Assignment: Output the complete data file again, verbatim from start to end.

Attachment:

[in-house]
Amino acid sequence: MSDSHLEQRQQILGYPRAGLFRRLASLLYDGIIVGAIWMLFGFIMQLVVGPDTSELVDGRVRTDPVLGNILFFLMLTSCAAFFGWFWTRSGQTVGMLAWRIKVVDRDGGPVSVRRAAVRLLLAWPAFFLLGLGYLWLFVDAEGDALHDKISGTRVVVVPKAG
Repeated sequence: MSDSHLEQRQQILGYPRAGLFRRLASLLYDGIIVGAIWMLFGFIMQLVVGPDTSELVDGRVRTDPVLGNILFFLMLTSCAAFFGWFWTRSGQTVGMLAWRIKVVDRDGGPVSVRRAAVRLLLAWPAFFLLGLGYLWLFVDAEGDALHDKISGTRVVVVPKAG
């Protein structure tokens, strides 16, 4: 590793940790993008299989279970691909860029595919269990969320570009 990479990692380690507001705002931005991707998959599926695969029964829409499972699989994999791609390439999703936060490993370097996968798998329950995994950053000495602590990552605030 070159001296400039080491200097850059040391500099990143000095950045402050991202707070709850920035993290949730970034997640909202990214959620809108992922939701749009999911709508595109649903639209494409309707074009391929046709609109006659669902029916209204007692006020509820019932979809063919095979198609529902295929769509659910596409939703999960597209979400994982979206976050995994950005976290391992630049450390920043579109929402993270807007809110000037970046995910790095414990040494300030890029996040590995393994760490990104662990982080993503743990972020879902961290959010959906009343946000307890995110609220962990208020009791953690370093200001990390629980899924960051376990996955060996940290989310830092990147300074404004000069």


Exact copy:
[in-house]
Amino acid sequence: MSDSHLEQRQQILGYPRAGLFRRLASLLYDGIIVGAIWMLFGFIMQLVVGPDTSELVDGRVRTDPVLGNILFFLMLTSCAAFFGWFWTRSGQTVGMLAWRIKVVDRDGGPVSVRRAAVRLLLAWPAFFLLGLGYLWLFVDAEGDALHDKISGTRVVVVPKAG
Repeated sequence: MSDSHLEQRQQILGYPRAGLFRRLASLLYDGIIVGAIWMLFGFIMQLVVGPDTSELVDGRVRTDPVLGNILFFLMLTSCAAFFGWFWTRSGQTVGMLAWRIKVVDRDGGPVSVRRAAVRLLLAWPAFFLLGLGYLWLFVDAEGDALHDKISGTRVVVVPKAG
């Protein structure tokens, strides 16, 4: 590793940790993008299989279970691909860029595919269990969320570009 990479990692380690507001705002931005991707998959599926695969029964829409499972699989994999791609390439999703936060490993370097996968798998329950995994950053000495602590990552605030 070159001296400039080491200097850059040391500099990143000095950045402050991202707070709850920035993290949730970034997640909202990214959620809108992922939701749009999911709508595109649903639209494409309707074009391929046709609109006659669902029916209204007692006020509820019932979809063919095979198609529902295929769509659910596409939703999960597209979400994982979206976050995994950005976290391992630049450390920043579109929402993270807007809110000037970046995910790095414990040494300030890029996040590995393994760490990104662990982080993503743990972020879902961290959010959906009343946000307890995110609220962990208020009791953690370093200001990390629980899924960051376990996955060996940290989310830092990147300074404004000069």